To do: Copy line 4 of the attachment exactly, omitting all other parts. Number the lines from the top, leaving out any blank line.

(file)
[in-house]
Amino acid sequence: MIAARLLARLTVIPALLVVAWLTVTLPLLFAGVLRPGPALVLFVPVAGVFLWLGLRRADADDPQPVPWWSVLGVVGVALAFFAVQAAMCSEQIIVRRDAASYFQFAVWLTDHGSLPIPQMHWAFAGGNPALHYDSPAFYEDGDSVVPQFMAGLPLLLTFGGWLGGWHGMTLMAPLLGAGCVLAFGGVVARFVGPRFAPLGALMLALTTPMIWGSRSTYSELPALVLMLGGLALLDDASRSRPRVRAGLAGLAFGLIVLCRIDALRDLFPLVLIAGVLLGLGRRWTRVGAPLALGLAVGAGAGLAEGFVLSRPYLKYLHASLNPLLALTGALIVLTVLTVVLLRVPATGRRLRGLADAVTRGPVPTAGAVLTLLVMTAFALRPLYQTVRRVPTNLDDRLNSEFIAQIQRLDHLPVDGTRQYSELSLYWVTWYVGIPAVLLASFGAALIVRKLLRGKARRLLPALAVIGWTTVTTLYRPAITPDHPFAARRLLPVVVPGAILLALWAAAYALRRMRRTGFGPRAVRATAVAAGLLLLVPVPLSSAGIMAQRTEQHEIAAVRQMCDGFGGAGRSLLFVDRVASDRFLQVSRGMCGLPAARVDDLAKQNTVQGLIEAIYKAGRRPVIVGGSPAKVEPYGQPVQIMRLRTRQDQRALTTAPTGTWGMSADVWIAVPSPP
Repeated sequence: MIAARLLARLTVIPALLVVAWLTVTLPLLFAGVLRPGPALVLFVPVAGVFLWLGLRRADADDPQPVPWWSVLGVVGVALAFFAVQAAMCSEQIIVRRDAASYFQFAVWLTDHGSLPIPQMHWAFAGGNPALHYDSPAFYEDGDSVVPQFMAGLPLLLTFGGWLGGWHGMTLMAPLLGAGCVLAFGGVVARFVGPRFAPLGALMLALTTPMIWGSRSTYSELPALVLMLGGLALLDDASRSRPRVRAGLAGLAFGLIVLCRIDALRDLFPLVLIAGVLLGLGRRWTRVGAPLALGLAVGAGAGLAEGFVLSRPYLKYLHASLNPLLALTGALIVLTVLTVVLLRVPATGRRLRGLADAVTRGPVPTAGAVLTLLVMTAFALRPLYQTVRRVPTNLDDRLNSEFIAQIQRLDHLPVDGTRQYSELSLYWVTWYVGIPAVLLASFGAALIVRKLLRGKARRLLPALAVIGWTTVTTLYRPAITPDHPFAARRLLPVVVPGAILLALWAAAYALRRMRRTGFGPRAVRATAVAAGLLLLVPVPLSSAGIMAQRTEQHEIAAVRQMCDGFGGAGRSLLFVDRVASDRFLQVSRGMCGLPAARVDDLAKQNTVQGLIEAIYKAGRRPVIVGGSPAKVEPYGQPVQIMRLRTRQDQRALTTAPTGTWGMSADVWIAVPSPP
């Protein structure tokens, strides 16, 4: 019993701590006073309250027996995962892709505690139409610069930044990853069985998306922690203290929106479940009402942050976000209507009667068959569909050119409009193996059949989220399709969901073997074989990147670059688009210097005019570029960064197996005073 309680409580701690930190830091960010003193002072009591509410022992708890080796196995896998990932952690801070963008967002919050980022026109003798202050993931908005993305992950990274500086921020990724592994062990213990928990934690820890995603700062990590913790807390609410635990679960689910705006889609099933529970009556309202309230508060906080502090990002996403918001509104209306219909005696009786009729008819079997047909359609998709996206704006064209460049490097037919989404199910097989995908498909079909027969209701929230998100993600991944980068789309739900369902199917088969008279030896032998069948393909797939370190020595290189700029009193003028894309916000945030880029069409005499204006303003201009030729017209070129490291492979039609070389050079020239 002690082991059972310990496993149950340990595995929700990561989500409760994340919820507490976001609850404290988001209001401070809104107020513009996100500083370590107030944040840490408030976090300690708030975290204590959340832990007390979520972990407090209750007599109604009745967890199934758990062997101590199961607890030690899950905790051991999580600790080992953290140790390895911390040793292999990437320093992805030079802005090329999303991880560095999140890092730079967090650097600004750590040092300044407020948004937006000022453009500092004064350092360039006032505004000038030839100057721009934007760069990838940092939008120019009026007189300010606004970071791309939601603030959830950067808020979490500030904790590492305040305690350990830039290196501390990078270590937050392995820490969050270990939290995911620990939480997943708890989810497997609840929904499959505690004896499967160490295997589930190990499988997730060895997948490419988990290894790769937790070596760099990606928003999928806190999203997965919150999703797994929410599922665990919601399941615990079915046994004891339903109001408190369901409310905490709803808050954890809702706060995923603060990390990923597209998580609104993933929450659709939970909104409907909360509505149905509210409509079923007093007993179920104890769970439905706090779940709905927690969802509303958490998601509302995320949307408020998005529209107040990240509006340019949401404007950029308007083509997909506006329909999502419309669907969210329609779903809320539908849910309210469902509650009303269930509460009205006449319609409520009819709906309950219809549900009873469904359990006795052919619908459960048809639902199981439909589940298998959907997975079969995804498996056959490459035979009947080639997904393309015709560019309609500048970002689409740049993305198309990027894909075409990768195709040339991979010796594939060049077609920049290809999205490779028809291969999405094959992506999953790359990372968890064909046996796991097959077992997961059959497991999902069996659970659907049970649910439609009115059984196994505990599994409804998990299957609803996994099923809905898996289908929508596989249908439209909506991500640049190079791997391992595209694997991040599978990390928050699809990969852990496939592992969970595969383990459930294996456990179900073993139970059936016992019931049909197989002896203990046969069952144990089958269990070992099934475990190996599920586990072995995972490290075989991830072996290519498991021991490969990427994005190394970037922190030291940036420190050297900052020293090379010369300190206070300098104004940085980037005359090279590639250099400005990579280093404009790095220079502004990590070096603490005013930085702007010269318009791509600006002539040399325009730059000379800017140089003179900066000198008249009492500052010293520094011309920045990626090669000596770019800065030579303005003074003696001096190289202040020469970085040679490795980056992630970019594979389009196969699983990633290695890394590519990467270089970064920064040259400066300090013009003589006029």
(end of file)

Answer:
């Protein structure tokens, strides 16, 4: 019993701590006073309250027996995962892709505690139409610069930044990853069985998306922690203290929106479940009402942050976000209507009667068959569909050119409009193996059949989220399709969901073997074989990147670059688009210097005019570029960064197996005073 309680409580701690930190830091960010003193002072009591509410022992708890080796196995896998990932952690801070963008967002919050980022026109003798202050993931908005993305992950990274500086921020990724592994062990213990928990934690820890995603700062990590913790807390609410635990679960689910705006889609099933529970009556309202309230508060906080502090990002996403918001509104209306219909005696009786009729008819079997047909359609998709996206704006064209460049490097037919989404199910097989995908498909079909027969209701929230998100993600991944980068789309739900369902199917088969008279030896032998069948393909797939370190020595290189700029009193003028894309916000945030880029069409005499204006303003201009030729017209070129490291492979039609070389050079020239 002690082991059972310990496993149950340990595995929700990561989500409760994340919820507490976001609850404290988001209001401070809104107020513009996100500083370590107030944040840490408030976090300690708030975290204590959340832990007390979520972990407090209750007599109604009745967890199934758990062997101590199961607890030690899950905790051991999580600790080992953290140790390895911390040793292999990437320093992805030079802005090329999303991880560095999140890092730079967090650097600004750590040092300044407020948004937006000022453009500092004064350092360039006032505004000038030839100057721009934007760069990838940092939008120019009026007189300010606004970071791309939601603030959830950067808020979490500030904790590492305040305690350990830039290196501390990078270590937050392995820490969050270990939290995911620990939480997943708890989810497997609840929904499959505690004896499967160490295997589930190990499988997730060895997948490419988990290894790769937790070596760099990606928003999928806190999203997965919150999703797994929410599922665990919601399941615990079915046994004891339903109001408190369901409310905490709803808050954890809702706060995923603060990390990923597209998580609104993933929450659709939970909104409907909360509505149905509210409509079923007093007993179920104890769970439905706090779940709905927690969802509303958490998601509302995320949307408020998005529209107040990240509006340019949401404007950029308007083509997909506006329909999502419309669907969210329609779903809320539908849910309210469902509650009303269930509460009205006449319609409520009819709906309950219809549900009873469904359990006795052919619908459960048809639902199981439909589940298998959907997975079969995804498996056959490459035979009947080639997904393309015709560019309609500048970002689409740049993305198309990027894909075409990768195709040339991979010796594939060049077609920049290809999205490779028809291969999405094959992506999953790359990372968890064909046996796991097959077992997961059959497991999902069996659970659907049970649910439609009115059984196994505990599994409804998990299957609803996994099923809905898996289908929508596989249908439209909506991500640049190079791997391992595209694997991040599978990390928050699809990969852990496939592992969970595969383990459930294996456990179900073993139970059936016992019931049909197989002896203990046969069952144990089958269990070992099934475990190996599920586990072995995972490290075989991830072996290519498991021991490969990427994005190394970037922190030291940036420190050297900052020293090379010369300190206070300098104004940085980037005359090279590639250099400005990579280093404009790095220079502004990590070096603490005013930085702007010269318009791509600006002539040399325009730059000379800017140089003179900066000198008249009492500052010293520094011309920045990626090669000596770019800065030579303005003074003696001096190289202040020469970085040679490795980056992630970019594979389009196969699983990633290695890394590519990467270089970064920064040259400066300090013009003589006029």